Green Bums

Cloth Diapering Basics

These days you can’t turn around without seeing something related to the GO GREEN movement. Environmentally friendly products and practices are everywhere.

One way you can contribute as a mom is to cloth diaper your baby.

Cloth diapering is certainly not a new concept, but it has evolved into a more convenient system than when our moms and grandmas did it. Andrea Johnson, owner of EcoBaby Canada, a cloth diaper retailer says, “Cloth diapers are not what they used to be. They can be just as easy, if not easier, than any disposable. They are also much safer for your baby's bum and overall health, the environment and your wallet.”

Gone are the days of pins and plastic pants. Today’s reusable diapers feature Velcro and snap closures, soft absorbent fabrics like cotton and bamboo, and high-tech fabric shells. Optional flushable liners can make clean up a breeze.

Consider this statistic; a family that uses disposable, single-use diapers will generate between one and two tons of garbage per baby. This waste goes into landfills where each diaper could take up to 500 years to biodegrade. Of course, running your washing machine and dryer a few extra times a week does add up, but the ecological footprint is significantly less.

Little bums love cloth! Cloth diapers are healthy and comfortable for your baby’s skin. The fabrics breathe and you will change your baby more because you will know when he is wet. Who wouldn’t want to reduce the occurrence of those nasty diaper rashes?

Save big bucks! Cloth diapers aren’t just great for the environment, they are wallet friendly too. Purchasing a good quality diaper system will save you a significant amount of money. A family not using cloth can expect to spend $2,000-3,000 on single-use diapers for approximately 2.5 years per child. A cloth diaper supply can cost as little as $300 for the same time frame. These are huge savings, even when you factor in a few extra loads of laundry per week. If you use the same diapers for two babies the savings are huge!

Johnson says cloth diapering is becoming popular among parents. “There is a large movement towards living a greener lifestyle, and cloth diapering allows you to do that. Four years ago it was close to impossible to find a good cloth diaper in any store and now they are all over the place!”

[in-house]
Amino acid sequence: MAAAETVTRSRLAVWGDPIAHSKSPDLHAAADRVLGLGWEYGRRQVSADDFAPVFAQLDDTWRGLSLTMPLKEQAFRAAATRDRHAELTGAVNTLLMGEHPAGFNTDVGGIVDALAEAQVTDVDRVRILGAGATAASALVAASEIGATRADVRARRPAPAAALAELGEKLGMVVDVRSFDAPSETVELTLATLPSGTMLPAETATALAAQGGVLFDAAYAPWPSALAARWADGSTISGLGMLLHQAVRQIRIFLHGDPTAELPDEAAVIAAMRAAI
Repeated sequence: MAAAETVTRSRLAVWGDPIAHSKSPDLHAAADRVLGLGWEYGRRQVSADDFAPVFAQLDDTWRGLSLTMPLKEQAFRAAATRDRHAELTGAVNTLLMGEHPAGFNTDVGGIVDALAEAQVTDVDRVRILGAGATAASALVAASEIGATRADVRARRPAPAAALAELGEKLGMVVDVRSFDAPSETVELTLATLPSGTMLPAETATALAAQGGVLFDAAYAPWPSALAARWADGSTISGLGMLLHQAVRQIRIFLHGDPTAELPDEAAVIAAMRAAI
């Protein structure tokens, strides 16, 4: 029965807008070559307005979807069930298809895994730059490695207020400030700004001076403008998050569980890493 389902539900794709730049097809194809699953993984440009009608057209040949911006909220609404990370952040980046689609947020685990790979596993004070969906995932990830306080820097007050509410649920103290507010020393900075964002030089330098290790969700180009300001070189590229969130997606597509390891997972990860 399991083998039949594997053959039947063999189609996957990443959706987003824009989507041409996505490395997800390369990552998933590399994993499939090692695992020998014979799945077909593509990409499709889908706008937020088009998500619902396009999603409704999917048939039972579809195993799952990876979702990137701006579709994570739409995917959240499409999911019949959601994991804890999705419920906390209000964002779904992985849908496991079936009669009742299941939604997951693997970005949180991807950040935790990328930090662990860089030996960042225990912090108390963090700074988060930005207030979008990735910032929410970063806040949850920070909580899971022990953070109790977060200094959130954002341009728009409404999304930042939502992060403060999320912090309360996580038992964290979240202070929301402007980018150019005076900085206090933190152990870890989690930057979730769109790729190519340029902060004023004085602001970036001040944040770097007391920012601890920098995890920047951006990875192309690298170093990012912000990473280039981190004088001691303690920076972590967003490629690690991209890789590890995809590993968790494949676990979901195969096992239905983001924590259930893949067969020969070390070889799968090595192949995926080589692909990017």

Tips for getting started

Johnson recommends creating a list of stash essentials. “This would include 18 to 24 diapers, an ideal number for washing every second day; a wet bag to store your dirty diapers in; a travel wet bag for on the go; cloth wipes and some bum spray.” If you prefer you can use disposable wipes, but you will need to avoid the use of creams and ointments. Remember, over washing may shorten the life of your diapers so you will want to have an adequate stash.

The components of a successful cloth diapering system are good fit, effective waterproof qualities and great absorption. The diapers need to fit snug around the legs and tummy to prevent leaking. Baggy diapers will be ineffective, but so too will diapers that are too small. Adjustable Velcro, snaps and elastic help ensure a great fit.

Buy fabrics that fit your lifestyle. Some parents are willing to take the time to care for delicate fabrics, but for other families there just aren’t enough hours in the day. Many cloth diapers are made to handle the cycles and temperatures of washing machines and dryers.

Buy the system you like best. Don’t let price be the only factor you consider. Even a supply of premium cloth diapers will save you at least $1,000 over disposables. Johnson says, “Find a brand/style that works for you. Just because someone prefers a certain diaper does not mean that you will. Test a few different ones to compare and chose the one that fits your baby best.”

 Learn about your cloth diapers and how to care for them properly. Johnson says, “You can seriously damage a diaper by doing something that seems minor, like using bum cream.”  Pay careful attention to the washing instructions. It is very important to wash with a good quality zero-residue laundry detergent. Rinse first with cold water to help reduce staining, and then run a hot wash cycle with an extra rinse to clean the diapers properly. If you have a high efficiency washer you will need to make sure you use enough water.

There are many options to consider. Shop around and try different styles. Good luck finding the system that works best for you. It’s all about personal preference. Have fun cloth diapering!

Source: EcoBaby Canada is an online, eco-friendly baby supplies company that operates out of Lethbridge, AB. Owner Andrea Johnson is a work at home mom of four.

Megan Shapka is a work-from-home writer and editor. Shes a new mom and having a blast with her daughter. Megans focus is on writing college curriculum, magazine articles and her first novel. Check her out at